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by Dr. Dilip Abayasekara

Mind Mapping
A Powerful Tool to Unlock Your Creative Genius

The audience was filling the room.  There was a sense of excitement and anticipation in the air as the motivational evening was about to begin.  A few minutes before the start time, the master of ceremonies received a message that one of the speakers would not be able to attend the event.  When he anxiously asked me whether I would fill that fifteen-minute speaking slot, the answer was simple.  Yes! I had a topic and related knowledge that I felt was ideal for the audience.  Just as important, I had a powerful tool that I could use to immediately generate and organize ideas for my speech during the short time that I had to prepare.  That tool is called a mind map.

This process was developed by Tony Buzan as a roadmap to help us tap our minds in a new and powerful way.  His system enhances creativity, increases our ability to generate and organize ideas.  He named this non-linear mind-tapping system "mind map".  He and his brother, Professor Barry Buzan, wrote the definitive text on the subject. The Mind Map Book (Dutton, Penguin Books, 1994).

A mind map is a way of organizing information that is both rational and artistic, both logically ordered and spontaneously expressive.  It is typically an organic multi-colored chart laid out on a large sheet of paper, containing words and drawings that are connected in various ways. A mind map gives a structure for the mind's images and associations by centering them around a central theme.  It utilizes analytical left brain functions such as key words, sequencing, and associative links combined with spatial right brain functions like symbols, color, dimension, and connective lines.  The act of forming a mind map makes you practice harmonious whole brain thinking that brings together left brain thinking and right brain thinking.  Those who  mind map discover that whole brain thinking is greater than the sum of the left and right brain thinking parts.  A basic mind map can be started in the following way: 

  1. While the main idea in the center of the page, and circle it.

  2. For primary components of the main idea, draw a line out from the circle in various directions, and write the headings above or below the lines.

  3. For secondary components, draw lines radiating from each of the primary headings, and label these.

A complete mind map may have main topic lines radiating in all directions, with sub-topics and facts branching out from them, like branches and twigs off the trunk of tree.  In this way, the mind map describes the "shape" of the subject, the relative importance of ideas, and the way the information relates to other information.  Because of the degree of free association involved.  mind maps can be very creative, tending to generate new ideas and associations that have not been thought of before.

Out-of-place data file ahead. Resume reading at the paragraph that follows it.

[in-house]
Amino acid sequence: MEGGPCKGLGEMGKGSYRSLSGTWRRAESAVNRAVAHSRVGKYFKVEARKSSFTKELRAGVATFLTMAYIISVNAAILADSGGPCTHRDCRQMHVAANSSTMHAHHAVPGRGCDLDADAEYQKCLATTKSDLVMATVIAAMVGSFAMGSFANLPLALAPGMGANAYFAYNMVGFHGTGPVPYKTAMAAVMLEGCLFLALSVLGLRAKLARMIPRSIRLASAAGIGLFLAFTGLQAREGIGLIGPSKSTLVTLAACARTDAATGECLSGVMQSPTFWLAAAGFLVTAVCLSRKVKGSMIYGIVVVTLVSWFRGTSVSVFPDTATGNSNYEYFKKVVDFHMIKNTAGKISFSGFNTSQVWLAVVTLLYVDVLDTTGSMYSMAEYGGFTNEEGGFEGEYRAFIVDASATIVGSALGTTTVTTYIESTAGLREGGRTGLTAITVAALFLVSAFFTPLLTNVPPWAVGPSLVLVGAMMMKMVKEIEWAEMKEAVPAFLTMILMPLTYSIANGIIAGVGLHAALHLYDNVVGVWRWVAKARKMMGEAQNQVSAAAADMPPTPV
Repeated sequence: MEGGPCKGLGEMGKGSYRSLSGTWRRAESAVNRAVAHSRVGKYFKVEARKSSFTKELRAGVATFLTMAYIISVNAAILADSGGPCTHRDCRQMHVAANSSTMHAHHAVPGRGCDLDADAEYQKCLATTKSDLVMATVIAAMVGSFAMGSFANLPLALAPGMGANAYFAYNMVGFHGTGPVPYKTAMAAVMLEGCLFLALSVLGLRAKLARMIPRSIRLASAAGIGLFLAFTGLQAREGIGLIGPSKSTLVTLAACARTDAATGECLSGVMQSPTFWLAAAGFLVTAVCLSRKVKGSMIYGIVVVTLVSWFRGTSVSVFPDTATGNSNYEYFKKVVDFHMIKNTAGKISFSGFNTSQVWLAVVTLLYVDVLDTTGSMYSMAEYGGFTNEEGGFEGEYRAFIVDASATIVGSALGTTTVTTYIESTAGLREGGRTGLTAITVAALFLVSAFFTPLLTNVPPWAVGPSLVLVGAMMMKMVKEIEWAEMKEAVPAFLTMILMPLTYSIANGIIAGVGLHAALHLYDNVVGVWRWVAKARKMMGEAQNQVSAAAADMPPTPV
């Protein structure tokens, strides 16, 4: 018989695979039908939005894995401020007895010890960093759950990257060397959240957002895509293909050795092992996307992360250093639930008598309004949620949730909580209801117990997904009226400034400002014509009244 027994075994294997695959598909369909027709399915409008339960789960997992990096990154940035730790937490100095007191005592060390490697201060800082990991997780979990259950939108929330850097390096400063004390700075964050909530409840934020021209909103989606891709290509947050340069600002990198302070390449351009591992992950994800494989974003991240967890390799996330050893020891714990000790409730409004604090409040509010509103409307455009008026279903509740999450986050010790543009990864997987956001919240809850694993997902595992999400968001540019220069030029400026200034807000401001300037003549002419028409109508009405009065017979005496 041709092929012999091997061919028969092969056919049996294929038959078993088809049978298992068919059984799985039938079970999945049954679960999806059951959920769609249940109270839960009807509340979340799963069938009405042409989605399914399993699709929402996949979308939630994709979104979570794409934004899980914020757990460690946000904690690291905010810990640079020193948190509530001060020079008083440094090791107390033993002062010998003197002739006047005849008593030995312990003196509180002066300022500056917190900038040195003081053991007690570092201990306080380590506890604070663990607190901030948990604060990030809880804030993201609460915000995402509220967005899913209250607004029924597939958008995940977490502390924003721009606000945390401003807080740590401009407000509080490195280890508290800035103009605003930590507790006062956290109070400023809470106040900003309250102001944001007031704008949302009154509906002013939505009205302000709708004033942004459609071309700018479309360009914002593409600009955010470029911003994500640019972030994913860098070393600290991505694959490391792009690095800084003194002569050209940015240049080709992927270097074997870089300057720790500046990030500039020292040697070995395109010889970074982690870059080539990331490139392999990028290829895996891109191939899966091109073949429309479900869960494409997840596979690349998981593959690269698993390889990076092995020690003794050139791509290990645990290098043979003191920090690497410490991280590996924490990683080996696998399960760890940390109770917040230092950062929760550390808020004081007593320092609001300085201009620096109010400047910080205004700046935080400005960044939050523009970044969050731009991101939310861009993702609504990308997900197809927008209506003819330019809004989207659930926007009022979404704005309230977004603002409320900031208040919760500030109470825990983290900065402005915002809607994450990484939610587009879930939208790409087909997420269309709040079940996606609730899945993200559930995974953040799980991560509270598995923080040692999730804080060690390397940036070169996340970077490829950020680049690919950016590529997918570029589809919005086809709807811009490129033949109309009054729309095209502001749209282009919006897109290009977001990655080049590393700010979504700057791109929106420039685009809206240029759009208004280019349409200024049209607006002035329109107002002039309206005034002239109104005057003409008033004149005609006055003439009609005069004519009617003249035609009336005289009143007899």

Once you understand how to assemble the basic structure of a mind map, you can develop your own coding and conventions to take things further and show connections between ideas.  Use the following suggestions to enhance the effectiveness of your mind maps.

  • Use single words or simple phrases. Strong words and evocative phrases can be more powerful than long sentences.

  • Use color to separate different ideas. This will help your mind to separate ideas when necessary, organize information, and will help in remembering information in the future.

  • Use symbols and images. When a symbol speaks more strongly to you than words, use it.  Images help with the recall of information.

  • Use shapes, circles, and frames to connect information. They are additional tools to help show the groupings and relationships of information.

  • Use arrows to show cause and effect.

The creative potential of mind mapping is particularly useful in brainstorming sessions.  You need only to start with the basic problem as the center, then generate associations and ideas in order to arrive at a large number of different possible solutions.  Other effective uses for mind maps include: organizing ideas for speeches, reports and articles; planning training events, meetings, and parties; problem solving, studying; and interview preparation. Graduates of my mind map course have also reported using mind mapping to reduce stress, set goals, understand themselves, and plan a career.  Others have reported that mind mapping is successful in resolving conflicts.  In mind mapping, you have a tool that allows the most powerful computer on earth, the human brain, to function in a natural, harmonious way that unlocks the creative genius within you.

Since it is a system that taps into the way the brain naturally functions, you find that mind mapping puts you in touch with your true creative potential, and that you can generate and organize ideas at an incredibly fast pace.  Use of color and images stimulates the imagination.  In addition, color, symbols, key words, and associative links all make the mind map far more memorable than traditional linear written or typed notes.

The most gratifying proof of the power of mind mapping comes to me from the graduates of my mind mapping course.  A computer systems professional wrote: "I feel I have been shown a key to unlocking the flood of creativity I know is inside me." A college professor wrote: "I learned a new way to think.  I learned to focus in a new and fascinating way.  It was informative, helpful, and eye opening.  It was literally mind expanding." Perhaps the most succinct and revealing comment about this method is one which Michael Gelb, a "Master Teacher" of mind mapping, heard from one of his students: "Thank you for finally waking up my brain!"

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